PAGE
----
Feds ease industrial requirements for fighter-jet makers after U.S. complaints
The federal government is loosening its industrial requirements for fighter-jet makers as it prepares to launch a $19-billion competition to replace Canada's aging CF-18s.
The change follows recent U.S. complaints that the criteria violate Canada's obligations as one of nine partner countries in the development of the F-35, one of the small handful of planes expected in the competition.
Canada previously required companies bidding on major defence contracts to commit to re-investing back into the country.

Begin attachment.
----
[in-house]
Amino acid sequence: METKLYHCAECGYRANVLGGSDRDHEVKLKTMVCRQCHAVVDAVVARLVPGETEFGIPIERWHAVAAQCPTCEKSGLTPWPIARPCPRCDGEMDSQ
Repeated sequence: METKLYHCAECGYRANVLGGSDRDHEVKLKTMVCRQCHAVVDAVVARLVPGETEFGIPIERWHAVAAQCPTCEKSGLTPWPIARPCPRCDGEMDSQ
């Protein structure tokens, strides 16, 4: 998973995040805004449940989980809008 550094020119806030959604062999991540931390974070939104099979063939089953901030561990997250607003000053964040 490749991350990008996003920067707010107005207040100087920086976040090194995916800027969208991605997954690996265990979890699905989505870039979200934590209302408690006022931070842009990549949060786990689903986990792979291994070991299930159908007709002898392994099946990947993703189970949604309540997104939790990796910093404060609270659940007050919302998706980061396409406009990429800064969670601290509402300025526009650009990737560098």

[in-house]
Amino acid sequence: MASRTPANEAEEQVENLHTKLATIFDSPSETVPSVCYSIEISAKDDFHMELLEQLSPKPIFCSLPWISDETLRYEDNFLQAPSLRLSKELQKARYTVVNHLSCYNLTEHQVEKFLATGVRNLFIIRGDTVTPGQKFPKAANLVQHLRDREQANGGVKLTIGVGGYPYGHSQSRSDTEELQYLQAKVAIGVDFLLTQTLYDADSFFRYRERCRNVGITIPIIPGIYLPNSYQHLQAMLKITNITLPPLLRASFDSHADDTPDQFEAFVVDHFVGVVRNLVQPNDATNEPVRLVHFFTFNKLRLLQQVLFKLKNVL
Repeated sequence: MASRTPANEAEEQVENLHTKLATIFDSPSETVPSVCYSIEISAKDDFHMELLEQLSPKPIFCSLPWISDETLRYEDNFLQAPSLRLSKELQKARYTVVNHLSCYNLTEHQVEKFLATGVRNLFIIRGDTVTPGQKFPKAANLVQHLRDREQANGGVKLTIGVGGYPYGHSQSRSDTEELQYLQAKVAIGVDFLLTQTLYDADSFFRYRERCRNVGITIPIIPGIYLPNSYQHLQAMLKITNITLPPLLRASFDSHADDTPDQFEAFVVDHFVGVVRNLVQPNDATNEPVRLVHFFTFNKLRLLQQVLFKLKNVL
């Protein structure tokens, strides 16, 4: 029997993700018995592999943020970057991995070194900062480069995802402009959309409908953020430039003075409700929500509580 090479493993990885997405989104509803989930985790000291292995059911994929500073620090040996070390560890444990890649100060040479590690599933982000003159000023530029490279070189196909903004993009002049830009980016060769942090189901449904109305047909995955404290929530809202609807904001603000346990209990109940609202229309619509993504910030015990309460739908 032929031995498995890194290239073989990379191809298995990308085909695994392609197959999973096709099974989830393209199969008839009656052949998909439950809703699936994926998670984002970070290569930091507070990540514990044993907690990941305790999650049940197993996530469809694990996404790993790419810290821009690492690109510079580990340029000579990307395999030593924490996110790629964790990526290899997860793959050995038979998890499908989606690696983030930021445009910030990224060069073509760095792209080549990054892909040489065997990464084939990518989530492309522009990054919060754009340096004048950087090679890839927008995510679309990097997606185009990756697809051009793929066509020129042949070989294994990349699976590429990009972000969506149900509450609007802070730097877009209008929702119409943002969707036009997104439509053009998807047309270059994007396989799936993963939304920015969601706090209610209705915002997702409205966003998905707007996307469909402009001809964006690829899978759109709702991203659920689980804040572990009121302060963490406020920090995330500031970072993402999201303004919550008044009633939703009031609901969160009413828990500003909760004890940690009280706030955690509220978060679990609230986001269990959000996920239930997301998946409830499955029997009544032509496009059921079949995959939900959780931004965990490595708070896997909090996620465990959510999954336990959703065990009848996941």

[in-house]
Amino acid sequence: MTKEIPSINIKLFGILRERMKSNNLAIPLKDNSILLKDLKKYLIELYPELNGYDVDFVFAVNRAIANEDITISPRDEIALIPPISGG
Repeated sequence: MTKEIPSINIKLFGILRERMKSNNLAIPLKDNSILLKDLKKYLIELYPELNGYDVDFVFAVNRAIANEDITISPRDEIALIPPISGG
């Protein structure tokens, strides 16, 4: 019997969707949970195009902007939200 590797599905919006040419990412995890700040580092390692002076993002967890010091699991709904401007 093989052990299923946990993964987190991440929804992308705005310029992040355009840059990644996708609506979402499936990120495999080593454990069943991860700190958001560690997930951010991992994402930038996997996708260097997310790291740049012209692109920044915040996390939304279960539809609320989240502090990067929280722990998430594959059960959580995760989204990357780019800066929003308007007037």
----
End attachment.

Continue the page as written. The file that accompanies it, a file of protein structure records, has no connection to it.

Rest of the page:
But the government is now telling fighter-jet makers that bids missing such a commitment will still be allowed, just docked points in the assessment.
A senior government official tells The Canadian Press the decision is intended to maximize the number of bids in the competition to buy 88 new jets while still aiming for economic spinoffs.
The U.S. had threatened not to enter the F-35 into the competition if the requirement wasn't changed.